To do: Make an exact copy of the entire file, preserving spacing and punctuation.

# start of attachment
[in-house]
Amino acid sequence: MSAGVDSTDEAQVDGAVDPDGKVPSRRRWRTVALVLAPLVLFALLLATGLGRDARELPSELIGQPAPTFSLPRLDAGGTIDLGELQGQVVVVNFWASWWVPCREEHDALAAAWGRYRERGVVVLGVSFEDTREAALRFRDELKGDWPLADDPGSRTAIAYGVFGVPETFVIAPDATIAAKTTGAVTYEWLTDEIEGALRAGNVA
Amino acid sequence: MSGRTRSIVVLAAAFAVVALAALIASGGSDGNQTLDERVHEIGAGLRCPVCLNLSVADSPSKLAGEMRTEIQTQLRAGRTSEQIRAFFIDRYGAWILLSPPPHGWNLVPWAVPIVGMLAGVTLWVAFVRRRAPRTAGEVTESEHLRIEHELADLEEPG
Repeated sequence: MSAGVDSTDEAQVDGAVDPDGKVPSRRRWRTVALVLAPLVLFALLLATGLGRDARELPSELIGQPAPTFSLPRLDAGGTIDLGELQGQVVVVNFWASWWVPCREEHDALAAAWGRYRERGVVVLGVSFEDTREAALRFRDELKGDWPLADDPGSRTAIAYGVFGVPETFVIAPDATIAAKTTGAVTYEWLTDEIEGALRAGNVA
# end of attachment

[in-house]
Amino acid sequence: MSAGVDSTDEAQVDGAVDPDGKVPSRRRWRTVALVLAPLVLFALLLATGLGRDARELPSELIGQPAPTFSLPRLDAGGTIDLGELQGQVVVVNFWASWWVPCREEHDALAAAWGRYRERGVVVLGVSFEDTREAALRFRDELKGDWPLADDPGSRTAIAYGVFGVPETFVIAPDATIAAKTTGAVTYEWLTDEIEGALRAGNVA
Amino acid sequence: MSGRTRSIVVLAAAFAVVALAALIASGGSDGNQTLDERVHEIGAGLRCPVCLNLSVADSPSKLAGEMRTEIQTQLRAGRTSEQIRAFFIDRYGAWILLSPPPHGWNLVPWAVPIVGMLAGVTLWVAFVRRRAPRTAGEVTESEHLRIEHELADLEEPG
Repeated sequence: MSAGVDSTDEAQVDGAVDPDGKVPSRRRWRTVALVLAPLVLFALLLATGLGRDARELPSELIGQPAPTFSLPRLDAGGTIDLGELQGQVVVVNFWASWWVPCREEHDALAAAWGRYRERGVVVLGVSFEDTREAALRFRDELKGDWPLADDPGSRTAIAYGVFGVPETFVIAPDATIAAKTTGAVTYEWLTDEIEGALRAGNVA